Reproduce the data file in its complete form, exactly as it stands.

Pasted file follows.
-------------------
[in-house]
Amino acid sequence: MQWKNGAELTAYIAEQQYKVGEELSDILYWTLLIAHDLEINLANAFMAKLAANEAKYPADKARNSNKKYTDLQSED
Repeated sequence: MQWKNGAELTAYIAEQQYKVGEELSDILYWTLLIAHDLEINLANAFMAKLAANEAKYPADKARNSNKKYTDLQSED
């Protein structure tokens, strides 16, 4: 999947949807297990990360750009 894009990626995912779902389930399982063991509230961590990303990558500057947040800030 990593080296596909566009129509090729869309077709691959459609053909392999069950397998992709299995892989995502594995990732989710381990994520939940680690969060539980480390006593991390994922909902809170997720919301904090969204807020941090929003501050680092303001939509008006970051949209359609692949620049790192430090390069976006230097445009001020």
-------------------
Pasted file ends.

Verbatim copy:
[in-house]
Amino acid sequence: MQWKNGAELTAYIAEQQYKVGEELSDILYWTLLIAHDLEINLANAFMAKLAANEAKYPADKARNSNKKYTDLQSED
Repeated sequence: MQWKNGAELTAYIAEQQYKVGEELSDILYWTLLIAHDLEINLANAFMAKLAANEAKYPADKARNSNKKYTDLQSED
């Protein structure tokens, strides 16, 4: 999947949807297990990360750009 894009990626995912779902389930399982063991509230961590990303990558500057947040800030 990593080296596909566009129509090729869309077709691959459609053909392999069950397998992709299995892989995502594995990732989710381990994520939940680690969060539980480390006593991390994922909902809170997720919301904090969204807020941090929003501050680092303001939509008006970051949209359609692949620049790192430090390069976006230097445009001020």